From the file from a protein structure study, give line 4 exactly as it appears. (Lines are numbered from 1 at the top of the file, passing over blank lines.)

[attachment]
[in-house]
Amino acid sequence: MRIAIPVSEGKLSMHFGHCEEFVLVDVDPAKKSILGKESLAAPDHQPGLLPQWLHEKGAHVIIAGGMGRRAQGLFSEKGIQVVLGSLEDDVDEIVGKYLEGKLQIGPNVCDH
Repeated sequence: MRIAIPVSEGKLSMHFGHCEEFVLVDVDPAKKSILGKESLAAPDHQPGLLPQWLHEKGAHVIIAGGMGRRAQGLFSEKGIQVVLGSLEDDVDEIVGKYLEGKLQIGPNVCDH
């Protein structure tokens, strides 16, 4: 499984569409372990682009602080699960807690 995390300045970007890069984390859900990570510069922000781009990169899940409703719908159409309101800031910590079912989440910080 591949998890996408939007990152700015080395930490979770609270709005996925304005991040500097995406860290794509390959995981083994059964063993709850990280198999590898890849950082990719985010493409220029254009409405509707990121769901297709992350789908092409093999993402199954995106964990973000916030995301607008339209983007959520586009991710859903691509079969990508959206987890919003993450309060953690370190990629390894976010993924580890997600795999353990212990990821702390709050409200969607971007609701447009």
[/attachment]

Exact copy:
């Protein structure tokens, strides 16, 4: 499984569409372990682009602080699960807690 995390300045970007890069984390859900990570510069922000781009990169899940409703719908159409309101800031910590079912989440910080 591949998890996408939007990152700015080395930490979770609270709005996925304005991040500097995406860290794509390959995981083994059964063993709850990280198999590898890849950082990719985010493409220029254009409405509707990121769901297709992350789908092409093999993402199954995106964990973000916030995301607008339209983007959520586009991710859903691509079969990508959206987890919003993450309060953690370190990629390894976010993924580890997600795999353990212990990821702390709050409200969607971007609701447009």